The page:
Do women who really enjoy sex prefer “bad boys”?



The assumption in the literature has been that all women are more interested in relationships than sex. Yet for some women, the sexual aspect of a relationship is primary (Kalof, 1995). In particular, women who are more permissive and who are willing to engage in sex are more attracted to bad boys.

Source: “Dating Preferences of University Women: An Analysis of the Nice Guy Stereotype” from Journal of Sex & Marital Therapy, 25339-343, 1999

Researchers asked college age women what they thought of “nice guys”:

  • More than half agreed that nice guys have fewer sex partners.
  • More than half said they preferred nice guys.
  • Which women preferred nice guys? “…women who placed a lesser emphasis on the importance of sex, who had fewer sexual partners, and who were less accepting of men who had many sexual partners“.
  • Overall researchers came to the conclusion that nice guys have fewers sex partners but are preferred for committed relationships.

The study also confirms that bad boys definitely get more action:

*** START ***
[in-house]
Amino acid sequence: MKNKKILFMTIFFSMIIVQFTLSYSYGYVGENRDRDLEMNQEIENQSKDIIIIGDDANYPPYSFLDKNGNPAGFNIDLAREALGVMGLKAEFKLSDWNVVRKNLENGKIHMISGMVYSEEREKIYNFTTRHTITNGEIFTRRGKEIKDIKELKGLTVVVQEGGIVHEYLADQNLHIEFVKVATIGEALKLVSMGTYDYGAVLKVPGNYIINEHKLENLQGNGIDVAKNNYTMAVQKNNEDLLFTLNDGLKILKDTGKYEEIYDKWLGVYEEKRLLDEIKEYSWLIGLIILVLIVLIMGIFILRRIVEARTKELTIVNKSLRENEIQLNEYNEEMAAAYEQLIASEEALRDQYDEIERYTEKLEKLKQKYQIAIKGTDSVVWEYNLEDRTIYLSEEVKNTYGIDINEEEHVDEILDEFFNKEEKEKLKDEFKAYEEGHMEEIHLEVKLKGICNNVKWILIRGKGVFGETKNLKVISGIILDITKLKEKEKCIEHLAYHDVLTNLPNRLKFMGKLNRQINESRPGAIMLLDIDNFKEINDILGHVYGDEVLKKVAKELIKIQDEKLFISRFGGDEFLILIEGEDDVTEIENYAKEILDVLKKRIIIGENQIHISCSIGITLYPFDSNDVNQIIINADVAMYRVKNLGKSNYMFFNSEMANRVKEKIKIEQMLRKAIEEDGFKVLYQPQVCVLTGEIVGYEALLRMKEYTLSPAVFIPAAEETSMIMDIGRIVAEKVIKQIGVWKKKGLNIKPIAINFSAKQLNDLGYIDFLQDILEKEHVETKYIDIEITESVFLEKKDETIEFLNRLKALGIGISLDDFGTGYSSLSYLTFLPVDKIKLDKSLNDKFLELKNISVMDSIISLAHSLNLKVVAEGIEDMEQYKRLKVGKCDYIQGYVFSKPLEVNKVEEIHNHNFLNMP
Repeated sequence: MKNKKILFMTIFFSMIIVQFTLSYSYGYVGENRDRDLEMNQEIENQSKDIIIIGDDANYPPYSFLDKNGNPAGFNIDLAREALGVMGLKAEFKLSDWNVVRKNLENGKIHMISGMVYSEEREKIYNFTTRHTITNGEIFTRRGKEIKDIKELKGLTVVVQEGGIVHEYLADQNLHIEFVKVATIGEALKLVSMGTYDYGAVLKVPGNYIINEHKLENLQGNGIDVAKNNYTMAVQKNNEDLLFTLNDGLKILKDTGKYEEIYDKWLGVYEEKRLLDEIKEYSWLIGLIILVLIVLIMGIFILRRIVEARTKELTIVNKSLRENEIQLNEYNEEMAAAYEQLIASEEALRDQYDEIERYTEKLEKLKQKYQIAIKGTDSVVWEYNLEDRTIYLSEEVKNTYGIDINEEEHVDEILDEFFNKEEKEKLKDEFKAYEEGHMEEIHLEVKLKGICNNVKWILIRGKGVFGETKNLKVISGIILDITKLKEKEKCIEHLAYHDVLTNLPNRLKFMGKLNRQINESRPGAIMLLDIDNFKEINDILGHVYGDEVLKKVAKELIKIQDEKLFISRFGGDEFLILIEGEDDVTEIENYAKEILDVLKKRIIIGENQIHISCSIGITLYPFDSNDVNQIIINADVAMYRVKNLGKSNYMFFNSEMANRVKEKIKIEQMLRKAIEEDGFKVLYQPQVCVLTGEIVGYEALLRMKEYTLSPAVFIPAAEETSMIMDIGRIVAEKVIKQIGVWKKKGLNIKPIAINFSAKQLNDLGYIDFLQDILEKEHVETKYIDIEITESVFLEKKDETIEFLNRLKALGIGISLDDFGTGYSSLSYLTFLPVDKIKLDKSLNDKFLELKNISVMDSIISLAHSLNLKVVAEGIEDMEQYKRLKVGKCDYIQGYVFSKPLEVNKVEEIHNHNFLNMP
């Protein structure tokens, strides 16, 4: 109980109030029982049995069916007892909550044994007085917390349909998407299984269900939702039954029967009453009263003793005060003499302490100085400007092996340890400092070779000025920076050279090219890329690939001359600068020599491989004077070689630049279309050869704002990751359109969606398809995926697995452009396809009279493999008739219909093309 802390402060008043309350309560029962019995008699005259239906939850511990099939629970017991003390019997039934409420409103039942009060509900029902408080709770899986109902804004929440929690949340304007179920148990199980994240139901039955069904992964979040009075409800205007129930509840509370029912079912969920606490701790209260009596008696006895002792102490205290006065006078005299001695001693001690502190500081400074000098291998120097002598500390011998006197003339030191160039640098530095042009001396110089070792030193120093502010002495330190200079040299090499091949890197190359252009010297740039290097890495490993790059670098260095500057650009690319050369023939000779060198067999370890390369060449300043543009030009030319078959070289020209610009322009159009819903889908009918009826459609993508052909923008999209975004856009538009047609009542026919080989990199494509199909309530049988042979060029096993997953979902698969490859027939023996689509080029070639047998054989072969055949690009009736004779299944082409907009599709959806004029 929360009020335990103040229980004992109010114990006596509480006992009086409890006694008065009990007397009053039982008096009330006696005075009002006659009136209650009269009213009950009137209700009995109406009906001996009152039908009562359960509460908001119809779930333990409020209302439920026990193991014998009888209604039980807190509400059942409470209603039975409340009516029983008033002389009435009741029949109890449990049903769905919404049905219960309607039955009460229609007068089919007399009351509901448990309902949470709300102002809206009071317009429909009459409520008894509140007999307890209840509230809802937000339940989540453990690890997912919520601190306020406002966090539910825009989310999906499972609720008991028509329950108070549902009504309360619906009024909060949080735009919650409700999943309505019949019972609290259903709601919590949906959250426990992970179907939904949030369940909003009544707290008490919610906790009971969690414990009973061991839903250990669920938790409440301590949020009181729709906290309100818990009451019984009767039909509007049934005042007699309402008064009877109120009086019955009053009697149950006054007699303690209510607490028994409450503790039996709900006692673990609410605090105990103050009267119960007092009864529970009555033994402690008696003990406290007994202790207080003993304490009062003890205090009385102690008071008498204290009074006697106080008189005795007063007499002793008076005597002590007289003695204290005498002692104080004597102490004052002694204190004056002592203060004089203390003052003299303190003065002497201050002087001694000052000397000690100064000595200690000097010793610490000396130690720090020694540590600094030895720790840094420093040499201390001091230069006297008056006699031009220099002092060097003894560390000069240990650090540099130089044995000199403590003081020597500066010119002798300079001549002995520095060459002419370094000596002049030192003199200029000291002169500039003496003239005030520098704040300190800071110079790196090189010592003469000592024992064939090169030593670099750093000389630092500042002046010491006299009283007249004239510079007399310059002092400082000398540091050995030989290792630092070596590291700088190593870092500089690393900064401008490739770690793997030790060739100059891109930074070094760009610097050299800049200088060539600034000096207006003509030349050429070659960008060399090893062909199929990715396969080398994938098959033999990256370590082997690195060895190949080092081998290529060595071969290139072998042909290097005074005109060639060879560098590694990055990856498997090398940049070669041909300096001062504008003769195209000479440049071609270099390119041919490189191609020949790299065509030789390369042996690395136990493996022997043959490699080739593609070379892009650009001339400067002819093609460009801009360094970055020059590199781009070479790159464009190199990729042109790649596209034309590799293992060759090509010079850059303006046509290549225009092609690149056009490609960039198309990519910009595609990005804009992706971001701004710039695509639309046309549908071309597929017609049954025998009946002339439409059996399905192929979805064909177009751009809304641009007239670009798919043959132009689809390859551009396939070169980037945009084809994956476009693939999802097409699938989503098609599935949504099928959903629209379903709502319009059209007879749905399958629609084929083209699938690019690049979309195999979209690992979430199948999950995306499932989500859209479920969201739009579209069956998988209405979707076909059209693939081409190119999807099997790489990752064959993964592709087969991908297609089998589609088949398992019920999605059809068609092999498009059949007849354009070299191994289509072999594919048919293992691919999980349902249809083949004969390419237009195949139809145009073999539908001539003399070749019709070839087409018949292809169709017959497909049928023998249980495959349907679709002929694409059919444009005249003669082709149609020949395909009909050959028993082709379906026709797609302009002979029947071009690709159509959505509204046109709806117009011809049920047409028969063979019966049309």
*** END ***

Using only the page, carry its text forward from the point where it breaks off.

In one survey of men, Trapnell and Meston (1996) found that nice guys who were modest, agreeable, and unselfish were disadvantaged in sexual relationships. Men who were manipulative, arrogant, calculating, and sly were more sexually active and had a greater variety of sexual experiences and a greater number of sex partners. These men scored higher on the agentic facets of an extraversion scale, namely assertiveness, activity level, and excitement seeking. These dimensions were correlated more highly with sexual experience than other communal variables such as warmth and positive emotion. Similarly, Bogaert and Fisher (1995),in attempting to predict number of sexual partners among university men, found that sensation seeking, hypermasculine sex role, positive sexual affect, testosterone, psychoticism, physical attrac- tiveness, and dominance were all positively correlated with the men’s lifetime number of sexual partners. Intimacy and closeness were negatively correlated with number of sex partners both during a one-month period and over the subjects’ lifetimes. 

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